The scene begins with a room pitched in blackness, but somewhere a little ways in, there in the center of the room that you can barely make out, a match strikes and the small whoosh of a fire being birthed from nothing breaks the silence and that blackness. A cupped hand protects the light from any movements as it's gently touched to a single candle's wick. The candle will wind up lasting for just under 45 minutes and during the time that it flickers, it will cast a drowsy, buttered glow to the room and upon the woman playing the guitar and singing these songs without insecurities. It sets into a feeling that justifies a ceasing of breath so that all can be heard and all can be given without apprehension. The woman, Sharon Van Etten, keeps you hushed as she spills herself like molten, boneless glue slipping down her body and touchingly onto the floor like a slow-rising flood of emotion. You're off in a trance as she "paints pictures with my tongue," all of which are of the wretched passion colors - of blood orange, grapefruit pink and faint reds. Her debut album, "Because I Was In Love," is one that we take into our arms so willingly. We hug it deeply and we rub its back tenderly as the sobbing convulsions iron themselves out into their easy ripples and finally to their tranquility where they'll rest eventually.
"You reach for my hand slowly/I did not pull away/We did not have to be lips to face/My toe hit your toe lightly/Your toe met my heel right back/And I don't think I need much more than that." - from "Much More Than That." Van Etten gives us puppy love in a way that makes it more honest and endearing than any like it we've ever heard and it's enough to make us vulnerably submit to her ways.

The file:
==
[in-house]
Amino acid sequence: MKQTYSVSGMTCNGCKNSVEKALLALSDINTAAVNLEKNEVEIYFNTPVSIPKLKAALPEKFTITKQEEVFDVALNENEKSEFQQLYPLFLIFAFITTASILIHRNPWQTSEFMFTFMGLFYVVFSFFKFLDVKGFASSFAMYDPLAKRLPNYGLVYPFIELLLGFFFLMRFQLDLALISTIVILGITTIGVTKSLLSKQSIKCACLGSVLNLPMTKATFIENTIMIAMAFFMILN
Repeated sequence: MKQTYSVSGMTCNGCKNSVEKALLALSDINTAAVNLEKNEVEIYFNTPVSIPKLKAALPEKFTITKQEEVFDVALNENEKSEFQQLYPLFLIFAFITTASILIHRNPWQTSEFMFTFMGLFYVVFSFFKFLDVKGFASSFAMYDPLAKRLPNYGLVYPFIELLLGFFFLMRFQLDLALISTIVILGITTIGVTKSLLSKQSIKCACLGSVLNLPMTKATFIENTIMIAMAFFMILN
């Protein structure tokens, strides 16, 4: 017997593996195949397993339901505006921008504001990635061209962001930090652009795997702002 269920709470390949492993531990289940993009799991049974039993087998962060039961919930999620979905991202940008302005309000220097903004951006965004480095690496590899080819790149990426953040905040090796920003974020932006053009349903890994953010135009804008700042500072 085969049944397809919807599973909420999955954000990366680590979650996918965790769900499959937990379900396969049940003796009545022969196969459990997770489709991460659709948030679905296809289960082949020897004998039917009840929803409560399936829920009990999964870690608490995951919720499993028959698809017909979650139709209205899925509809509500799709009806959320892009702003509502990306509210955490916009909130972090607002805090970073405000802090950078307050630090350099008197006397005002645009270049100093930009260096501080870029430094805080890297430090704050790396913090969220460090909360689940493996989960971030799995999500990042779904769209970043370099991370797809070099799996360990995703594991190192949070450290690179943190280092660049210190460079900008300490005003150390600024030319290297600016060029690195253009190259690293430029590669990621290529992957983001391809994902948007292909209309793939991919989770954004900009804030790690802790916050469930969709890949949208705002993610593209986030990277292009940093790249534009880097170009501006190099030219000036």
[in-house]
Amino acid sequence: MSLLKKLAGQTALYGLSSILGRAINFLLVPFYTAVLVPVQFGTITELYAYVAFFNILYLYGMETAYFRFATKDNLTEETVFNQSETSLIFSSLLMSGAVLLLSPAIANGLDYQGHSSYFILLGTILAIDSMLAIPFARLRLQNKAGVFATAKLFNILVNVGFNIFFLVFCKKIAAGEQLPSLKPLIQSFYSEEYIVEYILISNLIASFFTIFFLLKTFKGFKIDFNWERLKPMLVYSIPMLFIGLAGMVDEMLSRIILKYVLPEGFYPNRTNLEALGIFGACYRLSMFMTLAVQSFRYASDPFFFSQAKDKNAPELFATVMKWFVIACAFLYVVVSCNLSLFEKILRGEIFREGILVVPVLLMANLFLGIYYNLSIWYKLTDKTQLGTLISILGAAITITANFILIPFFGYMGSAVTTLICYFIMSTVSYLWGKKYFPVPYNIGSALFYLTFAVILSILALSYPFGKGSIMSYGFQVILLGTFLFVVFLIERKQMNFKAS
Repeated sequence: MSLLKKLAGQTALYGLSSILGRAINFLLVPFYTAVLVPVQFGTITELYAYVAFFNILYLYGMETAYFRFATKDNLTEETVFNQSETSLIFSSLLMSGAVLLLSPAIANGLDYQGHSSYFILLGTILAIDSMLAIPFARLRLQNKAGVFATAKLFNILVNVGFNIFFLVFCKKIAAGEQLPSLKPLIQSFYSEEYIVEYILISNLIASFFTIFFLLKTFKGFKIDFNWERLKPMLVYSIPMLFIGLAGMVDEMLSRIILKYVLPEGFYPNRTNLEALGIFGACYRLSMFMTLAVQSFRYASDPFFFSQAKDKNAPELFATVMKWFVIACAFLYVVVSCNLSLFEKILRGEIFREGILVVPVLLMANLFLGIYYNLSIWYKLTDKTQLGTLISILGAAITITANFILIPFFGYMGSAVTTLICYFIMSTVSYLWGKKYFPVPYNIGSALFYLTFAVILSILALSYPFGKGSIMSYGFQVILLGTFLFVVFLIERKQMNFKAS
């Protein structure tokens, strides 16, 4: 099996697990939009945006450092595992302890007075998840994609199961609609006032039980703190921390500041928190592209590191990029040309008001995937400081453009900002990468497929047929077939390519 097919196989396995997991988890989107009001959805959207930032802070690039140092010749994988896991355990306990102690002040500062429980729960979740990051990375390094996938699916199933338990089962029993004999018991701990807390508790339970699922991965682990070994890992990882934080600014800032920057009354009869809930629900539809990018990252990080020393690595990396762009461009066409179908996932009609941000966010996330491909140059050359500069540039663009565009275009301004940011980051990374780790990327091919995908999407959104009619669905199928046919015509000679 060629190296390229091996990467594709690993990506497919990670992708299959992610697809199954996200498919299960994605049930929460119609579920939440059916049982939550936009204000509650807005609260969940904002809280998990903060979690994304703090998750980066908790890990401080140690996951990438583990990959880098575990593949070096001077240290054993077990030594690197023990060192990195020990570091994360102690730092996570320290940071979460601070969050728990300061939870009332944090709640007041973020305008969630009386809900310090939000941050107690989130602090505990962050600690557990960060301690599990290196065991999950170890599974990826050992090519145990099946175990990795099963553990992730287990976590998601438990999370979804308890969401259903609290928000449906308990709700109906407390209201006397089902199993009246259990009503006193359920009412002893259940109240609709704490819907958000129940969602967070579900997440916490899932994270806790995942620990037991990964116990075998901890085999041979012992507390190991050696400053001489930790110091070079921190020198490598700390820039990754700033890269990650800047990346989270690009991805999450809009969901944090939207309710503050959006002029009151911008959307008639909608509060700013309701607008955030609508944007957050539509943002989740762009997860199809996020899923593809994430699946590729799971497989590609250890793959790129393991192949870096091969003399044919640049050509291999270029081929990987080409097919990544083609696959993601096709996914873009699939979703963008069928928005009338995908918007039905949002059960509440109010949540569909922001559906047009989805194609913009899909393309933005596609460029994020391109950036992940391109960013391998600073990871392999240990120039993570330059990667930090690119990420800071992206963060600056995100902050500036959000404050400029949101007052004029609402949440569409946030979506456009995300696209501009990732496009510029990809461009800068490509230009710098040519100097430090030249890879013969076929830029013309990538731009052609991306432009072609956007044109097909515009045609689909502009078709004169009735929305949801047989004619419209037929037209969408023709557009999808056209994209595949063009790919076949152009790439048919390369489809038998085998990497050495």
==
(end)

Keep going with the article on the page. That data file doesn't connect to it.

On this album, Van Etten is a flower that's had all of its petals removed, plucked out individually with a flip of the wrist and a child's all-or-nothing claim with each. The token love being represented by each waxy, death row petal either a loves me or a loves me not. With the tone that the Brooklyn songwriter takes on each song here, it's rather obvious which piece of the prose the last petal fell to. The way she sings - depressed but in survival mode, not withering, but not thriving - your impulses make you want to drop to your hands and knees, gather up all of those petals scattered like forgotten feathers on the ground, pick them all up and find a way to reconnect them. You're willing to do whatever it might take to fix the brokenness, for the abandoned love that she's mourning might still be able to be mended. It's what we hope for her because even in such pain on "Because I Was In Love," Van Etten - in this aftermath - sounds as if she didn't deserve this. She sounds as if she deserves another soft heart to lie down with, to join with. It's an album that leaves you feeling weary, hoping to high heaven that you've never hurt anyone the way she was hurt, that you've never separated from another and stolen part of them along the way. It makes you want to give it all back, everything you may have ever taken that wasn't yours. In your own darkened room, you silently ask for forgiveness, in case you've been worse than you believe you've been.